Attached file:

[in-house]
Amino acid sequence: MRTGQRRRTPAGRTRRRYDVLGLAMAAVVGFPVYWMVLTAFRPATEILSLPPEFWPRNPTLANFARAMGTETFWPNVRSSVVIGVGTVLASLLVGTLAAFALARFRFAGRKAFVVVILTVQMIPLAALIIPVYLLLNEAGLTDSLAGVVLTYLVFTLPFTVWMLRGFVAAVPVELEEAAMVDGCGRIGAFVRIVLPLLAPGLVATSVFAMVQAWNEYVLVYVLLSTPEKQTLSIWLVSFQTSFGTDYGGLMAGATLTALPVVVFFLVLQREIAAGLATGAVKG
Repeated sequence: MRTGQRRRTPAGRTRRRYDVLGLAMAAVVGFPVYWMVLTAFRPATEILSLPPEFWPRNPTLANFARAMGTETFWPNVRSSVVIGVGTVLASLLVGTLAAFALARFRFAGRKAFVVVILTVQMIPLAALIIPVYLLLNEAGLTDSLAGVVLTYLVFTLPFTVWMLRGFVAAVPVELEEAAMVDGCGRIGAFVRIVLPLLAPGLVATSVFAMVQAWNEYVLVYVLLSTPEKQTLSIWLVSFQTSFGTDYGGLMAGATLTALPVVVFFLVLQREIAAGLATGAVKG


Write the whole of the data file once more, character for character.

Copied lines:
[in-house]
Amino acid sequence: MRTGQRRRTPAGRTRRRYDVLGLAMAAVVGFPVYWMVLTAFRPATEILSLPPEFWPRNPTLANFARAMGTETFWPNVRSSVVIGVGTVLASLLVGTLAAFALARFRFAGRKAFVVVILTVQMIPLAALIIPVYLLLNEAGLTDSLAGVVLTYLVFTLPFTVWMLRGFVAAVPVELEEAAMVDGCGRIGAFVRIVLPLLAPGLVATSVFAMVQAWNEYVLVYVLLSTPEKQTLSIWLVSFQTSFGTDYGGLMAGATLTALPVVVFFLVLQREIAAGLATGAVKG
Repeated sequence: MRTGQRRRTPAGRTRRRYDVLGLAMAAVVGFPVYWMVLTAFRPATEILSLPPEFWPRNPTLANFARAMGTETFWPNVRSSVVIGVGTVLASLLVGTLAAFALARFRFAGRKAFVVVILTVQMIPLAALIIPVYLLLNEAGLTDSLAGVVLTYLVFTLPFTVWMLRGFVAAVPVELEEAAMVDGCGRIGAFVRIVLPLLAPGLVATSVFAMVQAWNEYVLVYVLLSTPEKQTLSIWLVSFQTSFGTDYGGLMAGATLTALPVVVFFLVLQREIAAGLATGAVKG